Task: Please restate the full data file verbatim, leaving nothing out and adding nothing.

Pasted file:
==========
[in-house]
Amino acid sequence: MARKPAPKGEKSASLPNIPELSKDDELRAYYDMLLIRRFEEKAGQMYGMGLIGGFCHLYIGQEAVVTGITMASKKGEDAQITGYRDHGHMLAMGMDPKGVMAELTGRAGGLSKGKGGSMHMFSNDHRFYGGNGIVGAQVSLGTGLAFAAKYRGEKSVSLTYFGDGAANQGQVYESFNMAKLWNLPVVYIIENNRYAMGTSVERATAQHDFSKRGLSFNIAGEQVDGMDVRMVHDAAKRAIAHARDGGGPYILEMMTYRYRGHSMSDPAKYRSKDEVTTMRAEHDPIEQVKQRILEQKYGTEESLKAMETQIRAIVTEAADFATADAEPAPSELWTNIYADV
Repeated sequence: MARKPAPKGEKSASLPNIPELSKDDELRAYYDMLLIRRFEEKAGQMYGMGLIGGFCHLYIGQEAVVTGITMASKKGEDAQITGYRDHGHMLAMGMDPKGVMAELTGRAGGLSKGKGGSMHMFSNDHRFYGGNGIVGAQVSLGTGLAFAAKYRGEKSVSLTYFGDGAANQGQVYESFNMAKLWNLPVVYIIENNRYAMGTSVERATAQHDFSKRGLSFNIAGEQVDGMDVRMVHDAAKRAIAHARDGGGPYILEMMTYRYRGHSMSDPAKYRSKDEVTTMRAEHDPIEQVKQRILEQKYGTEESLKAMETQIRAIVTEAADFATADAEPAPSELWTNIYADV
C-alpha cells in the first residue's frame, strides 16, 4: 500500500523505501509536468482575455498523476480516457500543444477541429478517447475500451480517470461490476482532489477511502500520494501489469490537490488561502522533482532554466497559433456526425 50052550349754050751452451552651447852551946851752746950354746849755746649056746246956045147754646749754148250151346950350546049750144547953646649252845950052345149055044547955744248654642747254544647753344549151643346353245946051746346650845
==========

[in-house]
Amino acid sequence: MARKPAPKGEKSASLPNIPELSKDDELRAYYDMLLIRRFEEKAGQMYGMGLIGGFCHLYIGQEAVVTGITMASKKGEDAQITGYRDHGHMLAMGMDPKGVMAELTGRAGGLSKGKGGSMHMFSNDHRFYGGNGIVGAQVSLGTGLAFAAKYRGEKSVSLTYFGDGAANQGQVYESFNMAKLWNLPVVYIIENNRYAMGTSVERATAQHDFSKRGLSFNIAGEQVDGMDVRMVHDAAKRAIAHARDGGGPYILEMMTYRYRGHSMSDPAKYRSKDEVTTMRAEHDPIEQVKQRILEQKYGTEESLKAMETQIRAIVTEAADFATADAEPAPSELWTNIYADV
Repeated sequence: MARKPAPKGEKSASLPNIPELSKDDELRAYYDMLLIRRFEEKAGQMYGMGLIGGFCHLYIGQEAVVTGITMASKKGEDAQITGYRDHGHMLAMGMDPKGVMAELTGRAGGLSKGKGGSMHMFSNDHRFYGGNGIVGAQVSLGTGLAFAAKYRGEKSVSLTYFGDGAANQGQVYESFNMAKLWNLPVVYIIENNRYAMGTSVERATAQHDFSKRGLSFNIAGEQVDGMDVRMVHDAAKRAIAHARDGGGPYILEMMTYRYRGHSMSDPAKYRSKDEVTTMRAEHDPIEQVKQRILEQKYGTEESLKAMETQIRAIVTEAADFATADAEPAPSELWTNIYADV
C-alpha cells in the first residue's frame, strides 16, 4: 500500500523505501509536468482575455498523476480516457500543444477541429478517447475500451480517470461490476482532489477511502500520494501489469490537490488561502522533482532554466497559433456526425 50052550349754050751452451552651447852551946851752746950354746849755746649056746246956045147754646749754148250151346950350546049750144547953646649252845950052345149055044547955744248654642747254544647753344549151643346353245946051746346650845